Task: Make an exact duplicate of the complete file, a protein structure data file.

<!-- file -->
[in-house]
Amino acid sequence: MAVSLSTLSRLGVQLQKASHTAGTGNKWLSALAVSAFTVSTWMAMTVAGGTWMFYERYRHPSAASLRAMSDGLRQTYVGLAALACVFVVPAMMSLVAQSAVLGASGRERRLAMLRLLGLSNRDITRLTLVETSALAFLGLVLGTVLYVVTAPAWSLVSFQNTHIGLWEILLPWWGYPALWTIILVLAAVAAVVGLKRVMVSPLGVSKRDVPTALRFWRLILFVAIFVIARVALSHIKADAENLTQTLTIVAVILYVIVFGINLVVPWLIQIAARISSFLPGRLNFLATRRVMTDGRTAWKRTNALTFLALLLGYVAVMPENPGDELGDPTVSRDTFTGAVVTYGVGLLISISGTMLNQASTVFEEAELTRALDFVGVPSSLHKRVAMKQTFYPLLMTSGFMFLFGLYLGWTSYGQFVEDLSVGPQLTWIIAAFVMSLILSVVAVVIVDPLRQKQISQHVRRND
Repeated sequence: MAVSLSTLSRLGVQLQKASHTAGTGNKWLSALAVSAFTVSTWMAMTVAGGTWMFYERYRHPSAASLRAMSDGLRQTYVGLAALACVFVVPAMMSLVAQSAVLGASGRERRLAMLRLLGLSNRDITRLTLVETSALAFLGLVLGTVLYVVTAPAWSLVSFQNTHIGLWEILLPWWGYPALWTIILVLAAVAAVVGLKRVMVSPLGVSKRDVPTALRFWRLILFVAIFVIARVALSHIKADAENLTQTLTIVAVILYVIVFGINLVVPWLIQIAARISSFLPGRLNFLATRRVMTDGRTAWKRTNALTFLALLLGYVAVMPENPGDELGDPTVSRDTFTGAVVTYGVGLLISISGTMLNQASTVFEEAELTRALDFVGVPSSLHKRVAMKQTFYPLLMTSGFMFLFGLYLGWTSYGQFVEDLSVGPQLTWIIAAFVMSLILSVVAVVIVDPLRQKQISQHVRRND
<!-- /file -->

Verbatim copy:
[in-house]
Amino acid sequence: MAVSLSTLSRLGVQLQKASHTAGTGNKWLSALAVSAFTVSTWMAMTVAGGTWMFYERYRHPSAASLRAMSDGLRQTYVGLAALACVFVVPAMMSLVAQSAVLGASGRERRLAMLRLLGLSNRDITRLTLVETSALAFLGLVLGTVLYVVTAPAWSLVSFQNTHIGLWEILLPWWGYPALWTIILVLAAVAAVVGLKRVMVSPLGVSKRDVPTALRFWRLILFVAIFVIARVALSHIKADAENLTQTLTIVAVILYVIVFGINLVVPWLIQIAARISSFLPGRLNFLATRRVMTDGRTAWKRTNALTFLALLLGYVAVMPENPGDELGDPTVSRDTFTGAVVTYGVGLLISISGTMLNQASTVFEEAELTRALDFVGVPSSLHKRVAMKQTFYPLLMTSGFMFLFGLYLGWTSYGQFVEDLSVGPQLTWIIAAFVMSLILSVVAVVIVDPLRQKQISQHVRRND
Repeated sequence: MAVSLSTLSRLGVQLQKASHTAGTGNKWLSALAVSAFTVSTWMAMTVAGGTWMFYERYRHPSAASLRAMSDGLRQTYVGLAALACVFVVPAMMSLVAQSAVLGASGRERRLAMLRLLGLSNRDITRLTLVETSALAFLGLVLGTVLYVVTAPAWSLVSFQNTHIGLWEILLPWWGYPALWTIILVLAAVAAVVGLKRVMVSPLGVSKRDVPTALRFWRLILFVAIFVIARVALSHIKADAENLTQTLTIVAVILYVIVFGINLVVPWLIQIAARISSFLPGRLNFLATRRVMTDGRTAWKRTNALTFLALLLGYVAVMPENPGDELGDPTVSRDTFTGAVVTYGVGLLISISGTMLNQASTVFEEAELTRALDFVGVPSSLHKRVAMKQTFYPLLMTSGFMFLFGLYLGWTSYGQFVEDLSVGPQLTWIIAAFVMSLILSVVAVVIVDPLRQKQISQHVRRND